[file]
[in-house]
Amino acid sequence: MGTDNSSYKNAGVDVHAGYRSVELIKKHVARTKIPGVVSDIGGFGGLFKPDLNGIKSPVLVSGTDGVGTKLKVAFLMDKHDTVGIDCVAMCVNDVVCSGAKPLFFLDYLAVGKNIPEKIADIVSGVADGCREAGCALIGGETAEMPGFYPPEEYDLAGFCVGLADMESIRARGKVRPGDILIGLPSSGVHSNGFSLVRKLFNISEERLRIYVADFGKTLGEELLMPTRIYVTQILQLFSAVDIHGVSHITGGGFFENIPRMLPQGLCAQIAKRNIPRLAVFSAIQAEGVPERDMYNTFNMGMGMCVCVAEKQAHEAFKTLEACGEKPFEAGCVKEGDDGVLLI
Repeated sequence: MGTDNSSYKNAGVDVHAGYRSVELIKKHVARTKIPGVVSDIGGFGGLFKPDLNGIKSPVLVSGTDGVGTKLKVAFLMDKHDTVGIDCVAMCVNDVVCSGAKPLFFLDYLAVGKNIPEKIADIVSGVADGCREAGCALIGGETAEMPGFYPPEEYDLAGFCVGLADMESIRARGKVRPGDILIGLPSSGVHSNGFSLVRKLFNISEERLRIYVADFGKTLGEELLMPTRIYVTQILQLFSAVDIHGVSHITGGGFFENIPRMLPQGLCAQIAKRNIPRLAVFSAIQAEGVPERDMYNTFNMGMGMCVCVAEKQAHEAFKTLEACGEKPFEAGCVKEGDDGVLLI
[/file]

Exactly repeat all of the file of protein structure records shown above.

[in-house]
Amino acid sequence: MGTDNSSYKNAGVDVHAGYRSVELIKKHVARTKIPGVVSDIGGFGGLFKPDLNGIKSPVLVSGTDGVGTKLKVAFLMDKHDTVGIDCVAMCVNDVVCSGAKPLFFLDYLAVGKNIPEKIADIVSGVADGCREAGCALIGGETAEMPGFYPPEEYDLAGFCVGLADMESIRARGKVRPGDILIGLPSSGVHSNGFSLVRKLFNISEERLRIYVADFGKTLGEELLMPTRIYVTQILQLFSAVDIHGVSHITGGGFFENIPRMLPQGLCAQIAKRNIPRLAVFSAIQAEGVPERDMYNTFNMGMGMCVCVAEKQAHEAFKTLEACGEKPFEAGCVKEGDDGVLLI
Repeated sequence: MGTDNSSYKNAGVDVHAGYRSVELIKKHVARTKIPGVVSDIGGFGGLFKPDLNGIKSPVLVSGTDGVGTKLKVAFLMDKHDTVGIDCVAMCVNDVVCSGAKPLFFLDYLAVGKNIPEKIADIVSGVADGCREAGCALIGGETAEMPGFYPPEEYDLAGFCVGLADMESIRARGKVRPGDILIGLPSSGVHSNGFSLVRKLFNISEERLRIYVADFGKTLGEELLMPTRIYVTQILQLFSAVDIHGVSHITGGGFFENIPRMLPQGLCAQIAKRNIPRLAVFSAIQAEGVPERDMYNTFNMGMGMCVCVAEKQAHEAFKTLEACGEKPFEAGCVKEGDDGVLLI